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AJR Am J Roentgenol. 1997 Dec;169(6):1649-53.

Carpal tunnel syndrome: are the MR findings a result of population selection bias?

Author information

1
Department of Radiology, Thomas Jefferson University Hospital, Philadelphia, PA 19107, USA.

Abstract

OBJECTIVE:

Previous descriptions of MR imaging of carpal tunnel syndrome used limited study populations and volunteers as controls. We reevaluated these descriptions to determine their sensitivity and specificity when applied to a large consecutive clinical series in which the incidence of carpal tunnel syndrome was small.

SUBJECTS AND METHODS:

In 196 consecutive wrists for which supplemental axial conventional spin-echo T1-weighted and fast spin-echo T2-weighted images were obtained at 1.5 T with a dedicated wrist coil, 165 studies were available for review. Previously described signs of carpal tunnel syndrome such as proximally increased size, flattening of the median nerve, increased median nerve signal intensity, flexor tenosynovitis, retinacular bowing, decreased deep tendon fat, and deep palmar bursitis were retrospectively and independently evaluated by two observers who were unaware of patient diagnosis.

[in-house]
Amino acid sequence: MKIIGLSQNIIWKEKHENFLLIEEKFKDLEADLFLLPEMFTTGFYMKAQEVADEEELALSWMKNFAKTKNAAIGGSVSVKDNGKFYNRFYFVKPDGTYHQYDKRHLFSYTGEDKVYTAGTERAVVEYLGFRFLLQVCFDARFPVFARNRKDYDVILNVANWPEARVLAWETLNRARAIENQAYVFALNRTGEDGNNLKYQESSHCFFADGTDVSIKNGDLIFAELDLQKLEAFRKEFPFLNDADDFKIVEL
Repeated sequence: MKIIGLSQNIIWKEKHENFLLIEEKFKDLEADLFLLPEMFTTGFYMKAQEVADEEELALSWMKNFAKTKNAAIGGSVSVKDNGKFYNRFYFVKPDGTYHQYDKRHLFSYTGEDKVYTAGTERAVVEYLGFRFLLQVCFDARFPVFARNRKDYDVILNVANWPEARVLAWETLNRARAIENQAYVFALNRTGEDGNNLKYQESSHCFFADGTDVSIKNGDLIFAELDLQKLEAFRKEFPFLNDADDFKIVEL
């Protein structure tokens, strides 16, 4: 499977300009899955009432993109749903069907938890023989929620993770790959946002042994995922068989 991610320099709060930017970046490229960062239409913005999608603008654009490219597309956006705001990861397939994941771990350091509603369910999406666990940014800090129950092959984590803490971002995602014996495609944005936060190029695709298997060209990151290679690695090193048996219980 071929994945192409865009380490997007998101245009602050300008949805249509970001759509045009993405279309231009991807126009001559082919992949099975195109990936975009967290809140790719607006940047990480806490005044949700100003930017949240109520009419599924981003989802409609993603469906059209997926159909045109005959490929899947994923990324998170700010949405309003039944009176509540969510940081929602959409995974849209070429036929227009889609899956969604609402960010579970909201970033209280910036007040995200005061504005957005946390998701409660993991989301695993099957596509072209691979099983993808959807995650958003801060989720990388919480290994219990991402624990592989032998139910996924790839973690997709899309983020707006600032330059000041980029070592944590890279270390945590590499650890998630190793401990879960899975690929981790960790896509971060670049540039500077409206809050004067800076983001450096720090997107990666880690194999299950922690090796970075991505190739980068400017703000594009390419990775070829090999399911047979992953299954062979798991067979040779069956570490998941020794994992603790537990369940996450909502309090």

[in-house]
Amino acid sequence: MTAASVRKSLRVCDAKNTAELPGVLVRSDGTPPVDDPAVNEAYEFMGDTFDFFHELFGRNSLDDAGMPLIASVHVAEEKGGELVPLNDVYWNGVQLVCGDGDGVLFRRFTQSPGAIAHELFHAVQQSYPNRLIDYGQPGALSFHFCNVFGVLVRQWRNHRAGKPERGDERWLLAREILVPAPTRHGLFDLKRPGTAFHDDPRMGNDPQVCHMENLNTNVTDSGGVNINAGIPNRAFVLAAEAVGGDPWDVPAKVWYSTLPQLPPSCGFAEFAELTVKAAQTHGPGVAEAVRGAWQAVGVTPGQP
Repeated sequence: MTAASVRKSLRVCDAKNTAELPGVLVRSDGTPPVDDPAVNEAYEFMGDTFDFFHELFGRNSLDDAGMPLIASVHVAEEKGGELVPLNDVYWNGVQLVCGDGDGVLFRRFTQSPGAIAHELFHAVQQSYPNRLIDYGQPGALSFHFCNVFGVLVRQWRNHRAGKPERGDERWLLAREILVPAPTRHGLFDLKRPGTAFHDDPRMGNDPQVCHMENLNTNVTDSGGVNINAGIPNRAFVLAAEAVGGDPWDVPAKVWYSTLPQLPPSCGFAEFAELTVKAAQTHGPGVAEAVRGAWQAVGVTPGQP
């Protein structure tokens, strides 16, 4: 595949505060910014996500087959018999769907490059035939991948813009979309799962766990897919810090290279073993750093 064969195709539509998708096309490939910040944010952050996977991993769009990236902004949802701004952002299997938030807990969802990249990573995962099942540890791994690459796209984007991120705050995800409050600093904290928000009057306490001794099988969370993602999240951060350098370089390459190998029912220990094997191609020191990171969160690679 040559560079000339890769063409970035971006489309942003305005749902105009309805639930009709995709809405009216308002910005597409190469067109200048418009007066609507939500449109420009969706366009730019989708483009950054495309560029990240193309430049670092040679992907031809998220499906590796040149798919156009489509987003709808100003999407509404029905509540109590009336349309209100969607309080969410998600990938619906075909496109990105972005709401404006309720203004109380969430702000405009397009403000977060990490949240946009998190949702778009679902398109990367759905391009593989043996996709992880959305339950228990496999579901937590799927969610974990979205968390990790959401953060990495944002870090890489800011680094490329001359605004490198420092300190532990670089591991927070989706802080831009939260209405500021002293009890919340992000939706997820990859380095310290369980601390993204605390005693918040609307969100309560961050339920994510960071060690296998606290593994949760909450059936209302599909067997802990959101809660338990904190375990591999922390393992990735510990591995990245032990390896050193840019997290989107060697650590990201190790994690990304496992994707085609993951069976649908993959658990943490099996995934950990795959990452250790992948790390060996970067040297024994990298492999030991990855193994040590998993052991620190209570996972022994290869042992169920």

RESULTS:

None of the previously described signs was sensitive for the diagnosis of carpal tunnel syndrome. However, specificity was high for retinacular bowing (94%), median nerve flattening (97%), and deep palmar bursitis (95%).

CONCLUSION:

Most previously described MR imaging signs of carpal tunnel syndrome are insensitive and nonspecific. Exceptions include retinacular bowing, median nerve flattening, and deep palmar bursitis, which in our study proved to have specificities greater than or equal to 94%.

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PMID:
9393185
DOI:
10.2214/ajr.169.6.9393185
[Indexed for MEDLINE]

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